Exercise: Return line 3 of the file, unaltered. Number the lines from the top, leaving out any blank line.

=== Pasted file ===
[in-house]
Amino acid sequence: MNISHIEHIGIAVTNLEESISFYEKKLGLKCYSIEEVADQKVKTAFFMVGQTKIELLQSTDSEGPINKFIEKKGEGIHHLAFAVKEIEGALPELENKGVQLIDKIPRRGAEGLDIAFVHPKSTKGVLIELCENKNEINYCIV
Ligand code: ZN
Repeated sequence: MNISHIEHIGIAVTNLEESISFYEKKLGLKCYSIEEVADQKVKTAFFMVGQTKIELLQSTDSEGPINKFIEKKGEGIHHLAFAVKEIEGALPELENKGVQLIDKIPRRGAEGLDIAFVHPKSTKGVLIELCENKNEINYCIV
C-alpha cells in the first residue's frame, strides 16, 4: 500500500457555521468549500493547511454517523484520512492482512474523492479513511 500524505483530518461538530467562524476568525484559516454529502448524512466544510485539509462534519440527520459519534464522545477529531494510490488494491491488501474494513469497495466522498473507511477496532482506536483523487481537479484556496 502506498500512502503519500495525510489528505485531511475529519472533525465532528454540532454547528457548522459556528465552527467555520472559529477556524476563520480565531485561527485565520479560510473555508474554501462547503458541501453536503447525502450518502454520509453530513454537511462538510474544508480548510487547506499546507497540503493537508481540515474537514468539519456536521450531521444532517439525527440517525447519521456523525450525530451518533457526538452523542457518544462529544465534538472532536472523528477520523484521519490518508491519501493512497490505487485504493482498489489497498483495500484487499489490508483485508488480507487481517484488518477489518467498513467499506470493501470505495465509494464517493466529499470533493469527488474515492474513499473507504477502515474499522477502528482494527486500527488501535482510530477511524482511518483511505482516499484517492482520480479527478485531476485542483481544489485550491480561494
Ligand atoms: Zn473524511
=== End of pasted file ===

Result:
Ligand code: ZN